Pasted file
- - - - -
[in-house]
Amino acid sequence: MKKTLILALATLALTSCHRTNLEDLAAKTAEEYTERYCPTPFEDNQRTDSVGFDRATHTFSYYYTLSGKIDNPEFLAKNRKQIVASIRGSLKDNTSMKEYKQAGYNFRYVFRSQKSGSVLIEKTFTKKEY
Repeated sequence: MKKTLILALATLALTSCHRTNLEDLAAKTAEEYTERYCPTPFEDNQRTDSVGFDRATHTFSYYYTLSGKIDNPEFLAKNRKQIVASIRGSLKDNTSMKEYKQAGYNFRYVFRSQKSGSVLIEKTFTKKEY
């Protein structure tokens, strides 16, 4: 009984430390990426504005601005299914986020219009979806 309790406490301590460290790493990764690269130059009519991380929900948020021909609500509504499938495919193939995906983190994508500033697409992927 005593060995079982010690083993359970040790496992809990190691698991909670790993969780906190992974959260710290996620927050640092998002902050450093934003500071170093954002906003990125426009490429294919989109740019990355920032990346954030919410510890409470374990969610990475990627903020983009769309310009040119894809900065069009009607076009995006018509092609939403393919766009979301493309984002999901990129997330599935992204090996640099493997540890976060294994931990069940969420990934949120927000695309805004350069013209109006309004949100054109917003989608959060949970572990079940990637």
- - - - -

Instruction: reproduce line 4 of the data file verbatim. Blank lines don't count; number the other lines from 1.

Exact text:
């Protein structure tokens, strides 16, 4: 009984430390990426504005601005299914986020219009979806 309790406490301590460290790493990764690269130059009519991380929900948020021909609500509504499938495919193939995906983190994508500033697409992927 005593060995079982010690083993359970040790496992809990190691698991909670790993969780906190992974959260710290996620927050640092998002902050450093934003500071170093954002906003990125426009490429294919989109740019990355920032990346954030919410510890409470374990969610990475990627903020983009769309310009040119894809900065069009009607076009995006018509092609939403393919766009979301493309984002999901990129997330599935992204090996640099493997540890976060294994931990069940969420990934949120927000695309805004350069013209109006309004949100054109917003989608959060949970572990079940990637």